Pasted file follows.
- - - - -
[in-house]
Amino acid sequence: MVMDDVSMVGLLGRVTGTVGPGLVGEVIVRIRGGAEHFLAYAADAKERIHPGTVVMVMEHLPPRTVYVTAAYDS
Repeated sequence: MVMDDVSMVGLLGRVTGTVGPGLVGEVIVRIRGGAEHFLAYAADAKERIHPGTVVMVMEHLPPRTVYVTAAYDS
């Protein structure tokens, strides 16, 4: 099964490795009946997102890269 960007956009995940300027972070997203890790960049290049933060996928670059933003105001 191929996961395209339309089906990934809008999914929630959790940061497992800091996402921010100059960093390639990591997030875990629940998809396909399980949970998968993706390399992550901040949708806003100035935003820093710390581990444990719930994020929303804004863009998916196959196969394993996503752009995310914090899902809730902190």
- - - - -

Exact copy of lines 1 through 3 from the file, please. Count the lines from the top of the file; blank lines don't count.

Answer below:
[in-house]
Amino acid sequence: MVMDDVSMVGLLGRVTGTVGPGLVGEVIVRIRGGAEHFLAYAADAKERIHPGTVVMVMEHLPPRTVYVTAAYDS
Repeated sequence: MVMDDVSMVGLLGRVTGTVGPGLVGEVIVRIRGGAEHFLAYAADAKERIHPGTVVMVMEHLPPRTVYVTAAYDS